Senator GRANT - They are building in the capital cities of the Commonwealth and in the suburbs where properties are valued every year for taxation purposes, and on which rates are paid in proportion to the value of the land or the building, as the case may be.

Senator H Hays - That is on freehold property.

Senator GRANT - I realize that, but values are fixed, and rates and taxes imposed accordingly.

Senator H Hays - It is different with leasehold property.

Senator GRANT - I do not see that it makes any difference. The value of the freehold or leasehold is fixed, and the rateable value assessed. I trust that immediate steps will be taken to impress upon the commission the necessity of making more blocks available at Canberra in order to give the city an opportunity to prosper.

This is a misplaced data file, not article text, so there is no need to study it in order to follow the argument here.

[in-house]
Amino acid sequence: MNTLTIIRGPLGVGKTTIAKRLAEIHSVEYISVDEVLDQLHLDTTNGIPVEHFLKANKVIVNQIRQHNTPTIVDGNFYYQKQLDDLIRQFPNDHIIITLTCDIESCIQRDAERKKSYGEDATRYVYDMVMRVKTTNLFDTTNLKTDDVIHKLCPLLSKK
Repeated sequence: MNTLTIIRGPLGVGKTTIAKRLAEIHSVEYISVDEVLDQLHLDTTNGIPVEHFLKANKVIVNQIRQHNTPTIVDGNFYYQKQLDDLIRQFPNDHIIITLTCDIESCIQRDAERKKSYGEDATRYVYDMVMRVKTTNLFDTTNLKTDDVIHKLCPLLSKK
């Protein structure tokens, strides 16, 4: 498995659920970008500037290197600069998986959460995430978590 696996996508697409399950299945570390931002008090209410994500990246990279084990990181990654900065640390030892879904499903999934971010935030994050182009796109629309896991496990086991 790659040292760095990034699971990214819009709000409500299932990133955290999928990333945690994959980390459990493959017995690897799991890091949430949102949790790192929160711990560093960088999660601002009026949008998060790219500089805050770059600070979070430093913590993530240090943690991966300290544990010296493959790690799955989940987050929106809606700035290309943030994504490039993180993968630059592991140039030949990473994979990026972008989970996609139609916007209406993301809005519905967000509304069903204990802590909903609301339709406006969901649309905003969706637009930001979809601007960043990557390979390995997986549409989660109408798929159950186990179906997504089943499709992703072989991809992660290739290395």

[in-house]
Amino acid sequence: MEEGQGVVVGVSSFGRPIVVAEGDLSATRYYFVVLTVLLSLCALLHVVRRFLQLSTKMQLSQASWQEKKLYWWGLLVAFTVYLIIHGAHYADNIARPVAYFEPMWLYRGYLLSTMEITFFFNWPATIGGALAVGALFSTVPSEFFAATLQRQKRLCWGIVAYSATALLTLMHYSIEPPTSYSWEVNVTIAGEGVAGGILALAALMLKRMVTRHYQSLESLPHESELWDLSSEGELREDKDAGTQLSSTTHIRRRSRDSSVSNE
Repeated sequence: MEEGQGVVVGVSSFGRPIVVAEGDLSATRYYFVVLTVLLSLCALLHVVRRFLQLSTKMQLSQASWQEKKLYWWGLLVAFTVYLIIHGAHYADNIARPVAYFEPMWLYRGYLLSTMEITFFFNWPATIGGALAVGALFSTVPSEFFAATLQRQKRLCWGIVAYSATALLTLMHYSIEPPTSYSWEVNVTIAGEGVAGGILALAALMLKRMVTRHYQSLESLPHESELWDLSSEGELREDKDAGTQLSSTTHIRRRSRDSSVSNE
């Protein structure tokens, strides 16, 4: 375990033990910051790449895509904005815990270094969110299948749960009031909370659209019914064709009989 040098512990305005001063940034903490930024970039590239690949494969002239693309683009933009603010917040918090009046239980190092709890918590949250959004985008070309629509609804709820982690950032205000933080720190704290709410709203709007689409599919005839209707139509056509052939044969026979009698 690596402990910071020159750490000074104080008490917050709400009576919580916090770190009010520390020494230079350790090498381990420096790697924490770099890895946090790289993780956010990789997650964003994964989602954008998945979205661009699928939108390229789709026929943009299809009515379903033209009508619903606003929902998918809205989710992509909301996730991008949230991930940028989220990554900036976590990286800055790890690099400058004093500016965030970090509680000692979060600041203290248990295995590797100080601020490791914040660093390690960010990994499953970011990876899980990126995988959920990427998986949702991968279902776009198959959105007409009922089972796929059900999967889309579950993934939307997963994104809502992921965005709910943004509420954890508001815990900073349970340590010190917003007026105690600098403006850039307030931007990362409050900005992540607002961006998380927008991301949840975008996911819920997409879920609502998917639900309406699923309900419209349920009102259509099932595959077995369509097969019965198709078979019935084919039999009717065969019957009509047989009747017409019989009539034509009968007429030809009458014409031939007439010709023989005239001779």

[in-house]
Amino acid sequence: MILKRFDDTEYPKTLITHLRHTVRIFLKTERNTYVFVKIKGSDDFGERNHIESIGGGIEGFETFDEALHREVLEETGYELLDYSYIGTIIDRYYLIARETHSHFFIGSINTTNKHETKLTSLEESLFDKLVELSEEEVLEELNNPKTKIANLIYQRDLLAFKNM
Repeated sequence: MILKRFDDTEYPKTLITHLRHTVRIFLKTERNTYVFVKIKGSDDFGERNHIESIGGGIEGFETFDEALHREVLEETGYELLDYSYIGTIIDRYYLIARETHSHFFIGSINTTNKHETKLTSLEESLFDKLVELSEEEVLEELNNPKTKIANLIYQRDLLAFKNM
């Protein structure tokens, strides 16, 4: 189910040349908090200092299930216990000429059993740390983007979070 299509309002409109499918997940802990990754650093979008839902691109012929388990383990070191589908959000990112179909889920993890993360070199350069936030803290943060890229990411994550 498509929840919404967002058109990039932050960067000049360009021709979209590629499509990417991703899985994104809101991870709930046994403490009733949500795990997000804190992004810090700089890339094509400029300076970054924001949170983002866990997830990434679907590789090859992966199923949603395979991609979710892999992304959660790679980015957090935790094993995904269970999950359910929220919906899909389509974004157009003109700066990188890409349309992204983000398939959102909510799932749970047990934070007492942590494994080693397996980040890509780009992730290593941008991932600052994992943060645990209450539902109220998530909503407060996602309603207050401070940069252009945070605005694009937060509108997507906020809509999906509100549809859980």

On more than one occasion I have referred to what I think is a very great blunder that is being made by the Railway Council in connexion with the construction of the first section of a uniform gauge of railway between Kyogle and South Brisbane. On this line the tunnels are to be wide enough to carry only a single line of rails. I again urge upon the Government the necessity of making representations to the Commonwealth .Railways Commissioner, Mr. Bell, to have this matter reviewed. I understand that one or possibly two other Railways Commissioners are not at all opposed to these tunnels being of sufficient width to carry double sets of rails. There is a striking peculiarity in connexion with this line which is not to be found on any other railway in Australia. In carrying the line over the McPherson Ranges, it has been found necessary to follow a spiral course, and one of the longest tunnels is on a moderately steep grade. It does not require an extensive knowledge of railway engineering to realize that when a heavy train is passing through the tunnel with a following wind, the smoke and steam from the locomotive will endanger the lives of the driver, fireman, and possibly, the passengers. For that reason alone the tunnels should be of sufficient width to carry two sets of rails. Probably there is no necessity at present to lay down a double line, but the tunnel should be wide enough for that purpose. The Sydney Harbour bridge, which is 169 ft. wide, is probably one of the widest in the world. It also has a clear waterway of 170 feet, a span of 1,650 feet, and a total height from the top of the arch to the high water mark of 455 feet. The engineer who designed the bridge is undoubtedly a man of wide vision, and realizes what the traffic of Sydney will be in years to come. From Sydney to Newcastle, all the tunnels are of sufficient width to carry two sets of rails, but when the main north line is left at Maitland, the first tunnel encountered is only wide enough to carry one set of rails. That is a most serious drawback. We have now the opportunity to take a wider vision than was taken when the line from Maitland to Grafton was constructed. This line, the construction of which is now being commenced, comprises the first section of the uniform gauge of railway, which will eventually be extended through Victoria and South Australia, to Fremantle. I feel sure that before long provision will have to be made for a double line of rails, and as the tunnels cannot be widened, while the line is in use, it will be necessary to discard the single-line tunnels and build double ones, or construct another single tunnel. I am informed on very good authority, that the cost of constructing single-line tunnels is about £150 per running yard, whilst that of building a double-line tunnel is only about £200 per yard. This is a matter which I think the Minister for Works and Railways should again bring before Mr. Bell. I do not think he would offer very much opposition, as it is largely a matter of cost. Quite recently an unfortunate driver nearly lost his life in a tunnel on the New South Wales railway system, in consequence of the density and impurity of the fume6. That may occur at any time on the Kyogle to South Brisbane railway if single line tunnels are used. Scattered throughout New South Wales are several single-line tunnels which have been discarded, and which are now used for the production of mushrooms. There should be no repetition of that wilful waste of money. I ask the Minister to consult with the three commissioners with a view to having the tunnels made wide enough to carry a double line of railway.